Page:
Last week 7 hardy souls braved the wet and windy weather to look for nuts up on Burrington Ham. Why? You ask, well the People’s Trust for Endangered Species (PTES) runs a project called the Great Nut Hunt; where everyday people are encouraged to collect hazel nuts from their local area and find out what has been eating them. The PTES are especially looking for evidence of dormice.
PTES explains “The hazel dormouse is Britain’s only native dormouse species. Hazel dormice were once widespread in the UK but they are now rare and vulnerable to extinction in this country. They are mostly found only in the southern counties of England and Wales.”
We already know there are dormice in one area of Burrington Ham as there has been a monitoring scheme going on for a number of years. What we didn’t know was if the dormice are anywhere else on the Ham.
The day involved carrying out timed searches for hazel nuts in 3 areas of the Ham. All hazel nuts found were collected (except unopened ones) and brought back to the dry office be investigated. You can tell what has eaten the hazel nuts by looking at the way the shells have been cracked open or by the direction of tooth marks around the opening.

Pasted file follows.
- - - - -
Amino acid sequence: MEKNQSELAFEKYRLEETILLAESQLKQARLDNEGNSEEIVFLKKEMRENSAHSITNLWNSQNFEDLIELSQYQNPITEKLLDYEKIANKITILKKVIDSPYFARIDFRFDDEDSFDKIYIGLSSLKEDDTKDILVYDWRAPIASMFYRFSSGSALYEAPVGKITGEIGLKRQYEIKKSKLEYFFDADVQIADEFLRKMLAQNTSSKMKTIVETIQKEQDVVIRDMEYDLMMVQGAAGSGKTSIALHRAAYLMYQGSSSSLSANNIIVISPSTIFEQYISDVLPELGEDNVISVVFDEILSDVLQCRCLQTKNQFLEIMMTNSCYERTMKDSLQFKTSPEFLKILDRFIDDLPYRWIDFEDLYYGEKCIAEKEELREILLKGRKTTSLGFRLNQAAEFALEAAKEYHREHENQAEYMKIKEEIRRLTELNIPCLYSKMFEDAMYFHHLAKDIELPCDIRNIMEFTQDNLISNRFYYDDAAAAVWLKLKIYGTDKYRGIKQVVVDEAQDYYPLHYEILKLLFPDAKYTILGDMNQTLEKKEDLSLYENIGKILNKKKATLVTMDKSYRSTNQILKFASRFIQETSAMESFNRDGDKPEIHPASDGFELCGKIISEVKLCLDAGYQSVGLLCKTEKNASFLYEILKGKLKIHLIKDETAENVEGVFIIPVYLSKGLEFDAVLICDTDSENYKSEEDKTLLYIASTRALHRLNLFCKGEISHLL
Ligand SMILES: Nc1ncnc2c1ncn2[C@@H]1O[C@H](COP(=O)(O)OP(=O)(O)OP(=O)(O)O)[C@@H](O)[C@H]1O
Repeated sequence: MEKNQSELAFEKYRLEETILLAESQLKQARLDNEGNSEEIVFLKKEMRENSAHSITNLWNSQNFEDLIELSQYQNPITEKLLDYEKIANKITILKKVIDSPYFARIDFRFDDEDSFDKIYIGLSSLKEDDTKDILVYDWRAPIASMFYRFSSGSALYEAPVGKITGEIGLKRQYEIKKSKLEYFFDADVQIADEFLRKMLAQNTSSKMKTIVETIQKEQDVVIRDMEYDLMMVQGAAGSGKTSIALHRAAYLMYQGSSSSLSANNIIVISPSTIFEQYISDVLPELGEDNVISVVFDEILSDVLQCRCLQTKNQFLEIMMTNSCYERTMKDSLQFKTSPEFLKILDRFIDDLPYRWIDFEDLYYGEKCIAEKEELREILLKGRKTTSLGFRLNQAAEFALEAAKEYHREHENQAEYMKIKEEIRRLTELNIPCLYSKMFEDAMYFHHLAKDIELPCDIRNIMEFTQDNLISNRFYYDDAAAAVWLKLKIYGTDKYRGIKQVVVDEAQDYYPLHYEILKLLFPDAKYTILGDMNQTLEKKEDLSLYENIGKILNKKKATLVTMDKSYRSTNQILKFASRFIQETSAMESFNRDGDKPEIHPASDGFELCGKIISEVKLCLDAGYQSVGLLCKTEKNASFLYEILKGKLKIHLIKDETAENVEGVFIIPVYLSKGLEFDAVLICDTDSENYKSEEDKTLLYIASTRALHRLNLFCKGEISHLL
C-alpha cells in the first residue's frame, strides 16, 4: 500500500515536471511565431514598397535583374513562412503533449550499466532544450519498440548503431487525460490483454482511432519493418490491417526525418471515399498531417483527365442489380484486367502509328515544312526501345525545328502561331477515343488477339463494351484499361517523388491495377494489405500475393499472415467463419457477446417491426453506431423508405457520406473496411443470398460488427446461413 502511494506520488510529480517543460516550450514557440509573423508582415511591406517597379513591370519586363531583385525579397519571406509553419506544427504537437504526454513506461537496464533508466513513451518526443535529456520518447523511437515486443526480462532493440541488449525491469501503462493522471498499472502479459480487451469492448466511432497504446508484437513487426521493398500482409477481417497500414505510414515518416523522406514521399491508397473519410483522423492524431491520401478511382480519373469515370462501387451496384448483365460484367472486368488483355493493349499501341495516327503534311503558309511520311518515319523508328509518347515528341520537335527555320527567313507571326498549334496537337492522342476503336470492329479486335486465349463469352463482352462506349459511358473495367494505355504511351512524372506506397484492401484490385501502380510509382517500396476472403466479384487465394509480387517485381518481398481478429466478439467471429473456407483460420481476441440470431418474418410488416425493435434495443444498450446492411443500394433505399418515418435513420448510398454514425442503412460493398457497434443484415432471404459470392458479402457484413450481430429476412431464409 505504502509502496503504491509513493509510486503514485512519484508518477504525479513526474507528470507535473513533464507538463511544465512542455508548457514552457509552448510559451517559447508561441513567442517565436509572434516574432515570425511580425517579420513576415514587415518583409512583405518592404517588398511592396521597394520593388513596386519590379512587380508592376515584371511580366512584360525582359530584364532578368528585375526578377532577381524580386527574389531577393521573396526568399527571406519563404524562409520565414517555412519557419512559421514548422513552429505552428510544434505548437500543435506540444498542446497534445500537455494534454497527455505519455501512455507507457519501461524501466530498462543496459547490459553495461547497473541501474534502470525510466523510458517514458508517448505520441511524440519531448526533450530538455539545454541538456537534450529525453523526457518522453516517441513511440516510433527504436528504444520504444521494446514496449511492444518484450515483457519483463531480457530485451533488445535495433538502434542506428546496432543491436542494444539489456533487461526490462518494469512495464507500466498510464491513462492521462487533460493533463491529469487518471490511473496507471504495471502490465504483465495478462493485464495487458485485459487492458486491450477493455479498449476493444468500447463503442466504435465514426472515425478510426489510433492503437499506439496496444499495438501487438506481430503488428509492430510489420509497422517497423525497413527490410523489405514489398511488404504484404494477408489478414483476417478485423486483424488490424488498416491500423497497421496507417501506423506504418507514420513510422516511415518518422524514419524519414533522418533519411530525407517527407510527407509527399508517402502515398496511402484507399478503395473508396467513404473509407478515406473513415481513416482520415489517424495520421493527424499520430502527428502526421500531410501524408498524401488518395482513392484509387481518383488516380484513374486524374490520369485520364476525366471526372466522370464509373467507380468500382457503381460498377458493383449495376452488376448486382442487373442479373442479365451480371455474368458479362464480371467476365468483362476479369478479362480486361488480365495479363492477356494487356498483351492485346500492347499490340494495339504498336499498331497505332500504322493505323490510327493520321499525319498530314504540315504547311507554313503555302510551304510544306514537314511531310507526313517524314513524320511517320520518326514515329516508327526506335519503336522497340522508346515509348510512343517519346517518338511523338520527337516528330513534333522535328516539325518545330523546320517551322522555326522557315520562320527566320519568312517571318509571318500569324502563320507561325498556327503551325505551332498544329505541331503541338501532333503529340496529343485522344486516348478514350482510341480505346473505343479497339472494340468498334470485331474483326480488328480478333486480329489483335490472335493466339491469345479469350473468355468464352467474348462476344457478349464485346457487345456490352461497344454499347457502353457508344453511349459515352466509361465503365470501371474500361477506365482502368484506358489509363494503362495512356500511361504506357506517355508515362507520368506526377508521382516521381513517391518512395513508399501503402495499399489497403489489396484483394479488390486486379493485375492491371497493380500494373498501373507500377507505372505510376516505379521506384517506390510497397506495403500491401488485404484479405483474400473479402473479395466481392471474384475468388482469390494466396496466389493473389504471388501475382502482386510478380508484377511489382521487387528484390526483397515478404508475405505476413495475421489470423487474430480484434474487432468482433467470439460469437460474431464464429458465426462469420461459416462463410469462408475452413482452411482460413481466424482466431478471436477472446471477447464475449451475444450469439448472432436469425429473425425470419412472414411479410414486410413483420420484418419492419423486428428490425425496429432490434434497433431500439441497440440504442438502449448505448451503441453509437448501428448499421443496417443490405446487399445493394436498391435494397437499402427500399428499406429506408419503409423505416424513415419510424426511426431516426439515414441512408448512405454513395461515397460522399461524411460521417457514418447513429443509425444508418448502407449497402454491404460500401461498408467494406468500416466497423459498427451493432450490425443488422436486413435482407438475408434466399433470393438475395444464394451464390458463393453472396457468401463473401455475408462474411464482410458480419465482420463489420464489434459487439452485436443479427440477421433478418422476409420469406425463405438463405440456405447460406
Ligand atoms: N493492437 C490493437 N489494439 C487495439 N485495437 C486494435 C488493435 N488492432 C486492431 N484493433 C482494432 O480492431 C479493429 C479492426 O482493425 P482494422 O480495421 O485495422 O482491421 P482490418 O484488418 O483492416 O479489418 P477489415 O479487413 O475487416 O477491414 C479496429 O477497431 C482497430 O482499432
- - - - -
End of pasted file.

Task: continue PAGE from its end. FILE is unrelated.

The results were fantastic – after sorting through mountains of nuts we counted 104 having been eaten by dormice out of approx. 950 nuts. They were found in all three areas too which is great.
This information will help us to manage the woodlands in a way to give dormice the best chance so watch this space for follow-up tasks to come!
To find out more and to get involved have a look on the People’s Trust for Endangered Species web site.